The existence for centuries of fiscal transfers within the UK demonstrates that we are not a confederation. If people like Mr Brown really think that we are more Scottish than British and that we are four nations loosely connected, why does he think that Scots should receive money from English people when Greeks don’t get anything from Germans?  If we only minimally share our identity with English people, because they are more English and we are more Scottish, then there can be only be a tiny thread of Britishness connecting us, why then should we share any more than Greeks and Germans. 

Just as sharing a European identity was not enough to keep the UK in the EU it is also not enough to make Germans and Greeks feel like fellow countrymen because they both feel more German and more Greek than European. But Mr Brown is turning Britishness into something like the sense of being European, a mere secondary identity. If Scots and English people cease to feel that they are fellow countrymen why should the taxes raised in the south of England be used to help Scotland? But without fiscal transfers there could be no internal market, no shared currency and no concept that the citizens of the UK owed each other any more than we do any other human being.  

Those Scots who benefit from the economic conditions in Britain due to our monetary, political and fiscal union and who benefit from transfers from the wealthier parts of the UK to the poorer parts, i.e., who benefit from British pooling and sharing are doing so under false pretences if they deny or minimise their Britishness for in that case, they have no right to what the UK provides us because we are fellow citizens rather than foreigners. To benefit from your British citizenship while campaigning for Scottish independence exposes you as being a mere hypocrite not least because you do not intend to reciprocate if only Scotland can leave the UK.

If Scotland were part of a confederation, it would be wrong to prevent it leaving at any time. But the UK’s fiscal transfers show that Scotland is not a part of a confederation. The fact that Scots are treated as fellow countrymen and receive freely whatever is necessary from the whole of the UK means that our fellow countrymen have the right to expect that we will reciprocate and not merely leave whenever we please. The balance of credit and debt not merely financial built up over the centuries joins us in such a way that we cannot merely walk away when we please.

But if the UK is not a loose confederation, it must then be something else. It is not a federation, otherwise Mr Brown would not want the UK to become one. The only other alternative is that the UK is a unitary nation state that happens to have parts which are called countries. But the fact that a thing is called something does not mean that it is that something. The Isle of Dogs is neither an island nor does it have more dogs than anywhere else in London.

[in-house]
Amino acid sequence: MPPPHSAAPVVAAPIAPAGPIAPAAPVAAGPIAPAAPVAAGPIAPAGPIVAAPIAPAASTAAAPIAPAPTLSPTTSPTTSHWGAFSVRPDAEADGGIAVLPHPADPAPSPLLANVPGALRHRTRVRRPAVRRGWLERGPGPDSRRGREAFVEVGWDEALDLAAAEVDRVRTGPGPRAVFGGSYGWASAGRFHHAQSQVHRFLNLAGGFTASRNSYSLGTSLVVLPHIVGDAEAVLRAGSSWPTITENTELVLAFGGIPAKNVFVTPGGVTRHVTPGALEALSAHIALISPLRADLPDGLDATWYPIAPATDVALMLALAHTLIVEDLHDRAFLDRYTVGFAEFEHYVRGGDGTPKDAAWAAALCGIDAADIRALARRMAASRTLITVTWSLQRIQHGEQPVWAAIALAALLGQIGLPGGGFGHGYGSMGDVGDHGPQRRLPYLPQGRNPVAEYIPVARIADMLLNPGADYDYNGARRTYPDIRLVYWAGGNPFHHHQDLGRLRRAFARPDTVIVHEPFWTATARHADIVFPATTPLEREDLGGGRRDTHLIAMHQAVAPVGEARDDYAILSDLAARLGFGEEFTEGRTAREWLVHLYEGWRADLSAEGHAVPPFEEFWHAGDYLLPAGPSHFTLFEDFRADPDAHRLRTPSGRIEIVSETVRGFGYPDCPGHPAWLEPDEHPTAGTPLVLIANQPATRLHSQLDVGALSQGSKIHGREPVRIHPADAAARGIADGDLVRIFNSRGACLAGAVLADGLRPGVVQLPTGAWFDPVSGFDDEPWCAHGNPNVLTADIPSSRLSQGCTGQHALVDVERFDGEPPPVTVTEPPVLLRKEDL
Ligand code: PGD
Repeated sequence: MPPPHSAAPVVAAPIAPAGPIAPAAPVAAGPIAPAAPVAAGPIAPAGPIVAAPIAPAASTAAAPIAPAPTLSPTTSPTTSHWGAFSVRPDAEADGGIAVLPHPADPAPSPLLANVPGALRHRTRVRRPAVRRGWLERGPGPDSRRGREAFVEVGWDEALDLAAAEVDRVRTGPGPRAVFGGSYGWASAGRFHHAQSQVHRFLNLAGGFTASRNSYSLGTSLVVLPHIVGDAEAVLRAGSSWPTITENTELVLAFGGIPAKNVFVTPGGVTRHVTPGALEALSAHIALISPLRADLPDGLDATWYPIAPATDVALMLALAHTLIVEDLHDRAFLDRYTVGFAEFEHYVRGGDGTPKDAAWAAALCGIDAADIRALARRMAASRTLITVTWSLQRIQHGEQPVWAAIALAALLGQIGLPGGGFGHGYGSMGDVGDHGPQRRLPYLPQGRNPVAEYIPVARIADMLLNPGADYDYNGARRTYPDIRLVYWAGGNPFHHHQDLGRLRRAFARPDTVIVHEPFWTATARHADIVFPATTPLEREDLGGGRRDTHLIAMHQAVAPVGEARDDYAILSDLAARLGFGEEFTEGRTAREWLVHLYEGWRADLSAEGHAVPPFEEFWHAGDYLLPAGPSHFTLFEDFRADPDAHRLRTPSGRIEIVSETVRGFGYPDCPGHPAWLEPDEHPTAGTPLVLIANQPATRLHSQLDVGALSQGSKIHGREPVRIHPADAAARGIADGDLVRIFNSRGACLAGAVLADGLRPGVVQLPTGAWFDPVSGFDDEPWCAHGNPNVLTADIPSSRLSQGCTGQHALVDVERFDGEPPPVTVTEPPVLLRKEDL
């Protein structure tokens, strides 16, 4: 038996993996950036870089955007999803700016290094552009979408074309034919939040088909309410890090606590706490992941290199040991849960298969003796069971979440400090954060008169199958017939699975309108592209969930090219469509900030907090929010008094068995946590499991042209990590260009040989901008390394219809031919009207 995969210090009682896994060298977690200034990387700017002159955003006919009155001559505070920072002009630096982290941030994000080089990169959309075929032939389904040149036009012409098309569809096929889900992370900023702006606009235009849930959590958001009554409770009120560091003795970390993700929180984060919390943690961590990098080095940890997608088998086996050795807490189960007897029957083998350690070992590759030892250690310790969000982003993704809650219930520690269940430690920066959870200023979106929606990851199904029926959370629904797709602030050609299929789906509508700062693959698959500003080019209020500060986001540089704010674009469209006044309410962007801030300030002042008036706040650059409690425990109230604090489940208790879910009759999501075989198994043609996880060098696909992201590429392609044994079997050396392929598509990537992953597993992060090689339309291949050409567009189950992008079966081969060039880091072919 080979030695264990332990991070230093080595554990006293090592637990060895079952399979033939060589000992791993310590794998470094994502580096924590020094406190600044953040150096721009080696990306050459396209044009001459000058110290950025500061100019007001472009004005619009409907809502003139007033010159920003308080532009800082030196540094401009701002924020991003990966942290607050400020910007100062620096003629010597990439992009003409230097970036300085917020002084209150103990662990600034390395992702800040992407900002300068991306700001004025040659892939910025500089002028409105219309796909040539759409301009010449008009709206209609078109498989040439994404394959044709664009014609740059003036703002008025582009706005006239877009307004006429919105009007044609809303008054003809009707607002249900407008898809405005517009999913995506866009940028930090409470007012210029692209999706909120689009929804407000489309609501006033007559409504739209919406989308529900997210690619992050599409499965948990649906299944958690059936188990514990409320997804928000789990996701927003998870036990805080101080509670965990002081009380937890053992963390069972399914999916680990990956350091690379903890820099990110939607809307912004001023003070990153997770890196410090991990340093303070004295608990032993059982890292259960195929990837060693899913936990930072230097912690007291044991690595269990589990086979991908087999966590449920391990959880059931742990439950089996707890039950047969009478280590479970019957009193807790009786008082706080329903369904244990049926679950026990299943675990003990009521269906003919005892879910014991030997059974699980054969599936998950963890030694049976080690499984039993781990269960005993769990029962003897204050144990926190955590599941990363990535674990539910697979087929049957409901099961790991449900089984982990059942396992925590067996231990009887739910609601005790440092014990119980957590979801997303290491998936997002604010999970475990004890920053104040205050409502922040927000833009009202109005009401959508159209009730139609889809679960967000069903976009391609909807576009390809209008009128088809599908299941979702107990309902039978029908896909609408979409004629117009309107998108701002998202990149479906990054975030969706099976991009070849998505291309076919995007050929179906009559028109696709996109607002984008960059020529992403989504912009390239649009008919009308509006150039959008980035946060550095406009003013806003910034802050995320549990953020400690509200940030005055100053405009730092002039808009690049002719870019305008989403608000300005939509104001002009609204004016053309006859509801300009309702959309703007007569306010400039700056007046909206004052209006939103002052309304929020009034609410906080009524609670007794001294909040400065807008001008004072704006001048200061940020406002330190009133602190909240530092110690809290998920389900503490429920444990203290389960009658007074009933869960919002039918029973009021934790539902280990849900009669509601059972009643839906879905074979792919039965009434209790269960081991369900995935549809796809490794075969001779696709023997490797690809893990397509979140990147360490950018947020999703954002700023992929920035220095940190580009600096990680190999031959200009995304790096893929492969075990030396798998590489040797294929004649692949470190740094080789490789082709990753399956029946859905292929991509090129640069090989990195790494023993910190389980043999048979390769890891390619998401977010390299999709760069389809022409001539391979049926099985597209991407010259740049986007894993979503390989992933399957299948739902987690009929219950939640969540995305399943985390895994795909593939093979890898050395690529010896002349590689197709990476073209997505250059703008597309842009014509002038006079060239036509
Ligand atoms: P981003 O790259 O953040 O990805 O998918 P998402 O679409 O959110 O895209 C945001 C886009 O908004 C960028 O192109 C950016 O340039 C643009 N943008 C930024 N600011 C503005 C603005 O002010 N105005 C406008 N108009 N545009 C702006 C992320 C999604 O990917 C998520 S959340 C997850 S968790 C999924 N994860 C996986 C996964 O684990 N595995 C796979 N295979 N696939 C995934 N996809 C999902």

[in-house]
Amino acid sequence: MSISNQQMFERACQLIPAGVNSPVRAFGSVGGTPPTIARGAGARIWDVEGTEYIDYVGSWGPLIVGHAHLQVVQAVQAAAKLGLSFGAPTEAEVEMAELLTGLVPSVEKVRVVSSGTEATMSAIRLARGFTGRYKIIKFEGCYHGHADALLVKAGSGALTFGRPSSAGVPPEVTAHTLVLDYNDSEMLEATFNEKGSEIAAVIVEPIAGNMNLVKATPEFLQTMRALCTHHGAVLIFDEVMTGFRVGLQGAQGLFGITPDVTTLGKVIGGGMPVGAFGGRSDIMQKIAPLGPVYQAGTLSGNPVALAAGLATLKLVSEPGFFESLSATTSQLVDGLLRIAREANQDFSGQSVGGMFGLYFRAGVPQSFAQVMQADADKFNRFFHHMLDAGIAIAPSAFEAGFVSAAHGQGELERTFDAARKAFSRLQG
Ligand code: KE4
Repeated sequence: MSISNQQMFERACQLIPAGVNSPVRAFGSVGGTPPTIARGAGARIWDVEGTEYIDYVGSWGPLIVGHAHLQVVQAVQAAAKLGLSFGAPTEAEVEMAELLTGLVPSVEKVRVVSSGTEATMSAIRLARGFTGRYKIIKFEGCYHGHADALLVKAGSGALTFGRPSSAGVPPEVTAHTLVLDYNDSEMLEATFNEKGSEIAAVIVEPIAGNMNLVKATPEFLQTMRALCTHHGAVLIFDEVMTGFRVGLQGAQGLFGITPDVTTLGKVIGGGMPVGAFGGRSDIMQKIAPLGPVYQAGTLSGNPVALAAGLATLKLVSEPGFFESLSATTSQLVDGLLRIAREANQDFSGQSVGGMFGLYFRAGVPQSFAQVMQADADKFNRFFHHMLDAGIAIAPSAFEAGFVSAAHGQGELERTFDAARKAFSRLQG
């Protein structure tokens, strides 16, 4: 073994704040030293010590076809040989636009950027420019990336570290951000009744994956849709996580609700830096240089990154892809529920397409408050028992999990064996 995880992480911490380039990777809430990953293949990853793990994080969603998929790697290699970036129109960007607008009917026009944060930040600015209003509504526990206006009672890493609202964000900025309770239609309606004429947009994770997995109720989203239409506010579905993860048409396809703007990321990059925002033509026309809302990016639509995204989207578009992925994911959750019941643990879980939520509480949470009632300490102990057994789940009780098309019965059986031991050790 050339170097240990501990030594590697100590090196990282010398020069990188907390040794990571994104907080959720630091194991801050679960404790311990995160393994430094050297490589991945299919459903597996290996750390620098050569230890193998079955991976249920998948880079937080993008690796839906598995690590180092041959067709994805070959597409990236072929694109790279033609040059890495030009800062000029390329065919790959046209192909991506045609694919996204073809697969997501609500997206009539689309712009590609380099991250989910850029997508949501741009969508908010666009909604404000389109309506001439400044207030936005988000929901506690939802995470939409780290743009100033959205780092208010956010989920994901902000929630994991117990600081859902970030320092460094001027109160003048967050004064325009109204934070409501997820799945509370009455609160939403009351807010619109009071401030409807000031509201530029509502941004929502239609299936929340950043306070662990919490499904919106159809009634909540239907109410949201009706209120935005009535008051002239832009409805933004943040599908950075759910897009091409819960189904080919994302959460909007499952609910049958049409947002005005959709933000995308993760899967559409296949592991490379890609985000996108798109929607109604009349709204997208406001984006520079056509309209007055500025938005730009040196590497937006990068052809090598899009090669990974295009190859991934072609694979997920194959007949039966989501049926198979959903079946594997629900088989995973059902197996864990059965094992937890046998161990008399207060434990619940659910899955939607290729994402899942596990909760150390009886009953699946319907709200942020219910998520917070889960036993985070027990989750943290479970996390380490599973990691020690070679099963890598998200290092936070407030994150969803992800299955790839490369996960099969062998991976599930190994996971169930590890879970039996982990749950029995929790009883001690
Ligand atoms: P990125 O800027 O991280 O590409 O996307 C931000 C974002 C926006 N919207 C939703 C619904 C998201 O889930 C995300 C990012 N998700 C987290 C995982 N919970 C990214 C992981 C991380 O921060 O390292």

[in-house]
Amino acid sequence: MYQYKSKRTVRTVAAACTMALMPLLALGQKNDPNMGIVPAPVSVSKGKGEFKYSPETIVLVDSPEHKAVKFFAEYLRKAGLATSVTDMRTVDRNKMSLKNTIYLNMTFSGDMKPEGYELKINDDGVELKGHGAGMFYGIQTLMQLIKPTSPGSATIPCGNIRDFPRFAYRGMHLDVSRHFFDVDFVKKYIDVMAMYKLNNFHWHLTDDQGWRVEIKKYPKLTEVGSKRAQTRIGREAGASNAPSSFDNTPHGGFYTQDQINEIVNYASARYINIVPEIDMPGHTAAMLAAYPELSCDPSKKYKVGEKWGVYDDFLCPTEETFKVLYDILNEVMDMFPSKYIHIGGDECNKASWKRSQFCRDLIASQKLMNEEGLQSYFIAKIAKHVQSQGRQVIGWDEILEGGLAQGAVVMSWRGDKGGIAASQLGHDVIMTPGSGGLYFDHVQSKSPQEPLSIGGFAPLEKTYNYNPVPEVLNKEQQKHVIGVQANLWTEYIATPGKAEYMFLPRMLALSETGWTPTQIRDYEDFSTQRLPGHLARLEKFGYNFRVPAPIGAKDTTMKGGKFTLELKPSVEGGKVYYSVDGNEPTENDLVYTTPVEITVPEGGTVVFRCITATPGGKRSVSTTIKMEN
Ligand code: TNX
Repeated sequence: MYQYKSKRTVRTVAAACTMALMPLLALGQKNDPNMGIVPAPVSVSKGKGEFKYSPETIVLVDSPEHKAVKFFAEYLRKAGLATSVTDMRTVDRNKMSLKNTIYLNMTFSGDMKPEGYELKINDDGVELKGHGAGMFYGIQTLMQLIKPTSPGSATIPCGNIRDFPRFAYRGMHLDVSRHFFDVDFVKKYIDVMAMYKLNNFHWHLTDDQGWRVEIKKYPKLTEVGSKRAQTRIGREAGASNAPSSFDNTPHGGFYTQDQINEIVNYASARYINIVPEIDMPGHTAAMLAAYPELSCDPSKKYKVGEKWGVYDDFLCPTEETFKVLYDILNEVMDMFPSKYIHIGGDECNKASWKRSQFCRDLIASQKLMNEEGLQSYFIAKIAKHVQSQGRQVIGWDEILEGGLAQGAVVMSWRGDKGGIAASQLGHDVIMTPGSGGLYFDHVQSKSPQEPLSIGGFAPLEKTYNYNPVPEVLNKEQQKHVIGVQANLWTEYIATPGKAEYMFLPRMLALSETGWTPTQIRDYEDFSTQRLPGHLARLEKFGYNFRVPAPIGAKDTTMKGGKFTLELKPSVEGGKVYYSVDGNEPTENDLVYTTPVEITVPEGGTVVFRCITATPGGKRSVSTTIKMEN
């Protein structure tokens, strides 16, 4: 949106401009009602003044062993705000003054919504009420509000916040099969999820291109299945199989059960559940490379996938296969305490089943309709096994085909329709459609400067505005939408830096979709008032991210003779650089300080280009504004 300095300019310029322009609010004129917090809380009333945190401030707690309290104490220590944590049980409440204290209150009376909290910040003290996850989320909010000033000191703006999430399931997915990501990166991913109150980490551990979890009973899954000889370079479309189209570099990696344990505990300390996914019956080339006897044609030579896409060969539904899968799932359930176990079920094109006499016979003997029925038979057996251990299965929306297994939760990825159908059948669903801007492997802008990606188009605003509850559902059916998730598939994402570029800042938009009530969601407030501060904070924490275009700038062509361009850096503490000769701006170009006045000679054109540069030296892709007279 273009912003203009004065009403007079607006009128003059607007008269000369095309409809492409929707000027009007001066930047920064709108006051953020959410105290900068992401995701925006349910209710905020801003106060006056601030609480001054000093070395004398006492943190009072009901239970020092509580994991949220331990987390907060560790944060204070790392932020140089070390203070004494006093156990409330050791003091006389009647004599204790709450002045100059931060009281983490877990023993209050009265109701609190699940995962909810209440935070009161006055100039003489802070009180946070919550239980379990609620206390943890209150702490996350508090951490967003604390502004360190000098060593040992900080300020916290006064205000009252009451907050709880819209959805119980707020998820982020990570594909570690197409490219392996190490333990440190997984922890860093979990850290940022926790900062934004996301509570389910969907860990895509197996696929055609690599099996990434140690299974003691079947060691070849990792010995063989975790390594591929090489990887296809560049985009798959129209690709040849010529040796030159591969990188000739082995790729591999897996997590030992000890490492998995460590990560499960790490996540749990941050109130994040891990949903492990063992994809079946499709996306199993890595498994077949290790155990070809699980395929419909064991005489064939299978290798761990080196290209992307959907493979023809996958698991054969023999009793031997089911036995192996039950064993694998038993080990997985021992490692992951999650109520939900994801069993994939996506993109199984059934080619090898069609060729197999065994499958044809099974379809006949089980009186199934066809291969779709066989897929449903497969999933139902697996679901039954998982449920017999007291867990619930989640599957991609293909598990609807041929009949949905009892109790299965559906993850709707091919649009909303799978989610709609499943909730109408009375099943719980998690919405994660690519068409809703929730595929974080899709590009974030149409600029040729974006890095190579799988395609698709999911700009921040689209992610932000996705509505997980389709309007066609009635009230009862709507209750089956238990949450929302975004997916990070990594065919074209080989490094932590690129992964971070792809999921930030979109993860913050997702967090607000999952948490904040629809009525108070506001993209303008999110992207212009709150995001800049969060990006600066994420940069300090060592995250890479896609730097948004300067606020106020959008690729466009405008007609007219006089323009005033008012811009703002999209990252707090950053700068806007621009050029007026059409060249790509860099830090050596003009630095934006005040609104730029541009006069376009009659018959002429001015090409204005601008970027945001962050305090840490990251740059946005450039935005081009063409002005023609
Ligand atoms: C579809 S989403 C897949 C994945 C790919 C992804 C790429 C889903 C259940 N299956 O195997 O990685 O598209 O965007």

Those who favour the four nation approach and who want to set up forums where each nation is represented or who wish to create a federal UK want there to be a looser relationship between the parts of the UK than there is at present. They hope that being looser will preserve the UK. But it is only because the UK is a unitary nation state that it can legitimately refuse a referendum on independence. After all an independent Scotland would not allow the Borders to secede even if a majority wished it, because it would view Scotland as a unitary nation state which forbade secession.

By emphasising the four nations of the UK rather than one unitary state and by seeking to make the relationship between the parts less close than they were previously Mr Brown not merely fuels nationalism and separatism he justifies the SNP’s demand for a second referendum. Unitary nation states routinely refuse independence referendums. The looser and less unitary we view the UK by emphasising it being four separate nations, the less justification there is for denying a referendum whenever the SNP wants one, but also crucially the less justification there is for pooling and sharing and fiscal transfers.

If the UK is a unitary nation state with parts that happen to be called countries, then we have no more duty to give Scotland a referendum than Germany has a duty to give Saxony a referendum. Saxony is not a sovereign nation state and neither is Scotland, because neither is part of a confederation. But if either wished to secede it’s first task would be to give up the fiscal transfers from the nation state it is a part of.

Most people in Britain treat our country as if it were a confederation, where each part has a separate identity and has the right to independence when it wants it. This means that England counts the cost of sharing with Scotland and begrudges what it sees as English money subsidising ungrateful Scots. It is only for this reason too that the SNP thinks that an election to a devolved parliament can give it a mandate for independence. But Scotland would only have the right to a referendum on leaving the UK if it had already for some time ceased to benefit from the pooling and sharing which come about because of the UK’s unity, its internal market and the fiscal transfers which go wherever they are needed with no one counting the cost or expecting repayment. To demand independence when you are receiving Treasury money that pays your wages and keeps your business afloat from those fellow British citizens who you wish to reject is to have the morality of a thief.

The condition for a second independence referendum must be that Scotland ceases to receive fiscal transfers from the Treasury and that all Scottish spending is covered by revenue raised in Scotland. When the SNP have made Scotland live within its means so that we are no longer dependent in any way on the other parts of the UK, then and then alone if the SNP wins a majority can it ask for an independence referendum. You cannot expect to benefit from sharing, if you plan to leave and not reciprocate and not even repay your debts.

So, unless the SNP is willing to renounce all money from Westminster let there be no more talk of referendums for it dishonours us and turns us into tricksters who are happy to be treated as fellow countrymen so long as Mr Barnett sends us money, but if ever the roles were reversed would not hesitate in refusing to reciprocate on the grounds that the English were bloody foreigners.